The People’s Republic of China Celebrates 70th Anniversary of its Founding
October 1, 2019 marked the 70th anniversary of the founding of the People’s Republic of China, when the nation was established under Communist rule. The day also marked the start of the country’s Golden Week, one of two “Golden Week” vacations when tourist sites across China become packed and Chinese travelers flock abroad.
In Beijing, past and present leaders of China gathered in Tiananmen Square to view the military parade of 15,000 troops and weapons, showcasing China’s military prowess to its people and to the world. Most notably among the weapons displayed was the DF-41 intercontinental ballistic missiles which has become known as the backbone of China’s nuclear deterrence. The missile is said to have the capacity to carry several nuclear warheads and reach as far as the United States.
President Xi Jinping wasted no time to declare that “no force can shake the status of this great nation.” In the speech issued from the Gate of Heavenly Peace, where Mao Zedong proclaimed the founding of the People’s Republic of China in 1949, President Xi promised to “continue to strive for the motherland’s complete reunification,” alluding to China’s attempts to crack down on dissent in Hong Kong, Macao, and Taiwan as well as reaffirm his longstanding commitment to Chinese prosperity.
On Tuesday, Taiwan’s government issued a statement in lieu of the anniversary condemning China’s “dictatorship,” stating that the People’s Republic was a threat to its peace. Southward, protests continued to fill the streets of Hong Kong in mass on Tuesday, culminating in what is considered one of the most violent rallies since protests began 4 months ago. Police have confirmed that an officer “shot and injured an 18-year-old man,” marking the first time that lethal force was used during the rallies.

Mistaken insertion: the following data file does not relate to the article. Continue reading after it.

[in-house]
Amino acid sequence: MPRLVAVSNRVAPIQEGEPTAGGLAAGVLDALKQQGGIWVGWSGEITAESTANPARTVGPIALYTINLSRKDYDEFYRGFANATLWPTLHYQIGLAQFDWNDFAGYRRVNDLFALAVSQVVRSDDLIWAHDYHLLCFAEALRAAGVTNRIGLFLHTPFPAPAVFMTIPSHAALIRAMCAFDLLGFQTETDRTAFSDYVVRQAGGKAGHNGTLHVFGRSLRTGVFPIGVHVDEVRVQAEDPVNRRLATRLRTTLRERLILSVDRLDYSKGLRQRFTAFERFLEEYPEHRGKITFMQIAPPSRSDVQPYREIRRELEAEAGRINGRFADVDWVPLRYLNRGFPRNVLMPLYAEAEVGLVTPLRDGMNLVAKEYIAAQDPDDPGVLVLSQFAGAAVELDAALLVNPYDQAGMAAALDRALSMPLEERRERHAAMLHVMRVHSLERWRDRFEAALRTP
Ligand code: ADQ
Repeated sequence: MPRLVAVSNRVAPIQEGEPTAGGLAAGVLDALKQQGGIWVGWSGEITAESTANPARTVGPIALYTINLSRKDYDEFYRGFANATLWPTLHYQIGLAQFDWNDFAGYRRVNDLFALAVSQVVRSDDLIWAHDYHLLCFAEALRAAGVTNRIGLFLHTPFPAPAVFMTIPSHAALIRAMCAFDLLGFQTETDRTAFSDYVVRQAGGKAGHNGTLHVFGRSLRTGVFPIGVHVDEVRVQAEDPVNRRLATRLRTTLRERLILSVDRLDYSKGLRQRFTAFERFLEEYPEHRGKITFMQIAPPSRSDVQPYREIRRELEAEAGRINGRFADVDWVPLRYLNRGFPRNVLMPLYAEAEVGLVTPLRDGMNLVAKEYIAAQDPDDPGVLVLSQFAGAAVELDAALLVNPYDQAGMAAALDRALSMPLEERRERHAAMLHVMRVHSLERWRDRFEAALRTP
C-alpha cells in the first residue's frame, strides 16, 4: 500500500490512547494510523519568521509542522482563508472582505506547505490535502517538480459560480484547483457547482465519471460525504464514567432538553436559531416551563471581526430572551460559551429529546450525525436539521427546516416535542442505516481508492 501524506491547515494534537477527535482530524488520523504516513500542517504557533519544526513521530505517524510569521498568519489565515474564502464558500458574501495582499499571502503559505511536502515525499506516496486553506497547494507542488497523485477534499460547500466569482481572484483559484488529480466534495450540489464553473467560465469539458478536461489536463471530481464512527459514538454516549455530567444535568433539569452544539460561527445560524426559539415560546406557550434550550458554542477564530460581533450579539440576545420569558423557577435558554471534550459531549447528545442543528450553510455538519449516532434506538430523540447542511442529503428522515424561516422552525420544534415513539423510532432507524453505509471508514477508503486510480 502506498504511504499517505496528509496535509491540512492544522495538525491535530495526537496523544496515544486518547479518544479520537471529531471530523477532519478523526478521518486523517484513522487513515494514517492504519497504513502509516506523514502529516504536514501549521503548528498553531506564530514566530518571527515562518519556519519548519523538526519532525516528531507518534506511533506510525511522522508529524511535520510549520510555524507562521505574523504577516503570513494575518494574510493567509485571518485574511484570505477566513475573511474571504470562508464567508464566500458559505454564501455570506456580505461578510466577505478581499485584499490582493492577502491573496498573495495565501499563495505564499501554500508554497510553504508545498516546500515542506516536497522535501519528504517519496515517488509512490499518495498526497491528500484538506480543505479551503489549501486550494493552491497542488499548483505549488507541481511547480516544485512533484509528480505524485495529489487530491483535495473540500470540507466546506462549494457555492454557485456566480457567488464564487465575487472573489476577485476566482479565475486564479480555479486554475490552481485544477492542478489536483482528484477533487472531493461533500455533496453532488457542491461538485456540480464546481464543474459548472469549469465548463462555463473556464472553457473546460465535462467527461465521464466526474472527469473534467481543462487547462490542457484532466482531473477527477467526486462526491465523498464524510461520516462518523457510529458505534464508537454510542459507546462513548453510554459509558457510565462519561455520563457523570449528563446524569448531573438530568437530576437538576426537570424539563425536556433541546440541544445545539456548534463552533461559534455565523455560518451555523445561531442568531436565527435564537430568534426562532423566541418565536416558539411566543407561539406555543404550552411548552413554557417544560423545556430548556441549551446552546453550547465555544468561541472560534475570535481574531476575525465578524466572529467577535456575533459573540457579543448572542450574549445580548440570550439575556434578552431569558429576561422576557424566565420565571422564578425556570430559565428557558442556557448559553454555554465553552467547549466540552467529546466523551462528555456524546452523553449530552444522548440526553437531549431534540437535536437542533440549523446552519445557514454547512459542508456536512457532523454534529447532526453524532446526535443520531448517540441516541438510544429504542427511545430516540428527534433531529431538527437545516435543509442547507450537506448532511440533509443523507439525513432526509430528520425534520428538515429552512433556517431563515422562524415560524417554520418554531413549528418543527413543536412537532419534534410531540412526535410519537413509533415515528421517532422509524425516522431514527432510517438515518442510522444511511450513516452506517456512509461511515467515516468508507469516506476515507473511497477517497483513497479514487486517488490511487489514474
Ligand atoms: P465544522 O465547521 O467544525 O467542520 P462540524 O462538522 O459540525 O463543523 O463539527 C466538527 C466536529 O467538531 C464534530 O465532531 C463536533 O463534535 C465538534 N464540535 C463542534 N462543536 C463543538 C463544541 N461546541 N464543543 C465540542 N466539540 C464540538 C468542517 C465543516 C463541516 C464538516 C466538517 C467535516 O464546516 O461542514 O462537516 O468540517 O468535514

Still, President Xi, the most significant leader of the Middle Kingdom and a major player in global politics, has risen to become one of the most consequential communist leaders since its founder Mao Zedong, remaining popular in China for his aggressive campaign against corruption and his leadership in propelling the nation to become the world’s second largest economy as well as a significant player in international affairs.
Videos published in the weekend before the celebrations showed foreign citizens, gathered by the authorities, praising China’s culture and development. “I love you China… I love your homegrown sugar cane, that quenches my heart like milk,” sang a chorus of singers that included Canadians, Germans, and Americans. Another released video showed Thai citizens praising Chinese infrastructure and culture with hashtags linking to the country’s 70th anniversary celebrations. Such videos designed to bolster patriotism and support for the anniversary will continue to contrast with domestic and international attitudes toward the Chinese government over human rights violations, anti-government sentiment, and backlash over trade.